Dangers of Jealousy
Quote: “I follow him to serve my turn upon him: / We cannot all be masters, nor all masters / cannot be truly follow’d. You shall mark / Many a duteous and knee-crooking knave / That doting on his own obsequious bondage, / Wears out his time, much like his master’s ass…” (Act I, Scene 1).
Analysis: Iago explains his strategy to Roderigo and justifies his treachery. He resents those above him, following them simply to harm them. He defends his actions by stating in the end, his “masters” will discard him if he fails to get the upper hand now. This resentment of those above him may explain his villainy toward Othello, the respected military leader of Venice; Cassio, a lieutenant promoted over Iago; and Roderigo, a rich, but stupid nobleman. Iago uses a simile comparing servants to donkeys to emphasize the mistreatment of those without power.
Quote: “I am one, sir, that comes to tell you your daughter / and the Moor are now making the beast with two backs.” (Act I, Scene 1).
Analysis: Iago stirs up trouble between Brabantio and Othello. His crude euphemistic metaphor highlights Iago’s crassness and his desire to harm those above him in society.
Quote: “She gave me for my pains a world of sighs: / She swore,–in faith, ’twas strange, ’twas passing strange; / ‘Twas pitiful, ’twas wondrous pitiful: / She wish’d she had not heard it, yet she wished / That heaven made her such a man” (Act I, Scene 3).
Analysis: Othello recounts to the court his wooing of Desdemona. The repetition of ’twas combined with Desdemona’s “world of sighs” establishes a dreamlike mood. It’s as though Othello cannot believe he has successfully wooed the much sought after nobleman’s daughter. The paradoxical use of “wondrous pitiful” and she “wished not yet wished” also contributes to the dreamlike mood established by the Moor.
More Important Othello Quotes
There are so many Othello quotes to choose from. Here are some that struck my fancy. Feel free to share your favorite quotes from Othello in the comments section below.
Quote: "Men should be what they seem; / Or those that be not, would they might seem none!" (Act III, Scene 3)
Analysis: Iago warns Othello about men who are not what they appear. Othello believes Iago speaks of Michael Cassio of not being what he seems. In reality, he speaks of himself. This is irony (verbal and dramatic).
Quote: "This honest creature doubtless / Sees and knows more, much more than he unfolds." (Act III, Scene 3).
Analysis: Yet another example of irony, this time dramatic. Iago does know much more than he unfolds. Othello thinks he knows more about Desdemona and Cassio's affair, but what he really knows is there is no affair. Iago knows human nature and how to manipulate it. Othello referring to Iago as an "honest creature" is also ironic.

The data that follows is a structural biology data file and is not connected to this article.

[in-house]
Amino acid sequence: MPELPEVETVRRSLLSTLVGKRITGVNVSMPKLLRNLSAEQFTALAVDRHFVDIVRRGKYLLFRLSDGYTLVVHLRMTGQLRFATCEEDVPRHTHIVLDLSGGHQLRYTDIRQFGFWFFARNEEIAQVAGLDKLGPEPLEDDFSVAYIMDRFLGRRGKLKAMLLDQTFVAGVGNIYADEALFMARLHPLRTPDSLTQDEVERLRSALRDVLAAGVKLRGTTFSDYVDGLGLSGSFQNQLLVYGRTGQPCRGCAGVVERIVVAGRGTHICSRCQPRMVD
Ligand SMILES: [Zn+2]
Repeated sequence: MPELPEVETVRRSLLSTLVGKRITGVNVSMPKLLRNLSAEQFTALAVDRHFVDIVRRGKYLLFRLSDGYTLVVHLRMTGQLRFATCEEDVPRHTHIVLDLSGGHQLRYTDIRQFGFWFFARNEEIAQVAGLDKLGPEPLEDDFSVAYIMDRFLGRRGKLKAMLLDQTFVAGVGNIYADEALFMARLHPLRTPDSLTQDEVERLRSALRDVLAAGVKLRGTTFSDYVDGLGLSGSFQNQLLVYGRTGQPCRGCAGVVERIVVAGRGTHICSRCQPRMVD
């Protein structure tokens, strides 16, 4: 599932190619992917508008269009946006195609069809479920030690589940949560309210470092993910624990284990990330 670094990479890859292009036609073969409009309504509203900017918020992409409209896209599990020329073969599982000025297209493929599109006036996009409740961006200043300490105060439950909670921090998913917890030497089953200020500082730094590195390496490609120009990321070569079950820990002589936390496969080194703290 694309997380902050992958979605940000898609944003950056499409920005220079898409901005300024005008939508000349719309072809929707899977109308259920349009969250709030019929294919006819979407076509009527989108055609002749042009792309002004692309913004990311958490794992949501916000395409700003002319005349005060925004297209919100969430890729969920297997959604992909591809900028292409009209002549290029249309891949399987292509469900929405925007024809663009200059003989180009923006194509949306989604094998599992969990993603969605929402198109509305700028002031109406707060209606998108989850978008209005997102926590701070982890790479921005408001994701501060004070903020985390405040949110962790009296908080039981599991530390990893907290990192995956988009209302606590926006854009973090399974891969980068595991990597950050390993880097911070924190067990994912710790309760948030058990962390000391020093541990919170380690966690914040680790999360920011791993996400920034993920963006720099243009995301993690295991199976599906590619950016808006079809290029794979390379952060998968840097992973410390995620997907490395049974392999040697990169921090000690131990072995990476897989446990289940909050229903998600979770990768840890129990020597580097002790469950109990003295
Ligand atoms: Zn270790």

Quote: "Tis not a year or two shows us a man: / They are all but stomachs and we all but food: / They eat us hungerly, and when they are full, / They belch us."
Analysis: Emilia uses an extended metaphor to voice her disgust toward men, comparing men to stomachs and women to belched food. Why then does Emilia steal Desdemona's handkerchief–without which, Iago's plans fail–and give it to her husband? Is it possible that Iago's suspicions that his wife has been with the Moor in the past are true? Does Emilia fancy Othello and want his wife out of the picture?
Othello Quotes on Jealousy
Use these jealousy quotes to deceive your lover when you’re having an affair.
Quote: “O, beware, my lord of jealousy; / It is the green-ey’d monster which doth mock / The meat it feeds on.” (Act III, Scene 3).
Analysis: The ironic thing about Iago’s advice to Othello is its soundness. He’s one of Shakespeare’s many characters who gives sound advice, yet goes against it. Not only does Iago goad Othello to jealousy, he himself is jealous and resentful of the success of others. Calling jealousy a “green-eyed monster” is a metaphor full of imagery. Picture a green-eyed monster gnawing your spleen as it calls you names. That’s jealousy.
Quote: “O curse of marriage, / That we can call these delicate creatures ours, / And not their appetites! I had rather be a toad, / And live upon the vapors of a dungeon, / Than keep a corner of the thing I love / For others’ uses.” (Act III, Scene 4).
Analysis: Othello soliloquizes the curse of marriage when one marries an unfaithful woman. He then utters the hyperbolic “I had rather be a toad and live upon the vapors of a dungeon” than share my wife’s body with someone else to emphasize his bitterness. It’s apparent that Othello has already made up his mind that his wife is an adulteress and no evidence to the contrary can convince him otherwise. We see that the “green-ey’d monster” mocks.
Shakespeare’s insights on human nature dazzle. That, however, is no reason to be jealous.
Quote: “Trifles light as air / Are to the jealous confirmations strong / As proofs of holy writ. (Act III, Scene 4).
Analysis: Iago understands human nature. He understands the effects of jealousy. He knows it won’t take much to fool Othello. Shakespeare uses two similes in this passage: (1) Iago compares trifles to air; (2) he compares trifles to holy writ for the jealous lover.
Quote: “But jealous souls will not be answered so; / They are not ever jealous for the cause, / But jealous for they are jealous: ’tis a monster / Begot upon itself, born on itself.
Analysis: Emilia also compares jealousy to a monster, claiming that jealousy is spawned by itself. According to Emilia, events do not cause jealousy; jealousy causes events and further jealousy.
Now all your friends will be jealous of your knowledge of Othello, by William Shakespeare.
Images courtesy of Wikimedia Commons.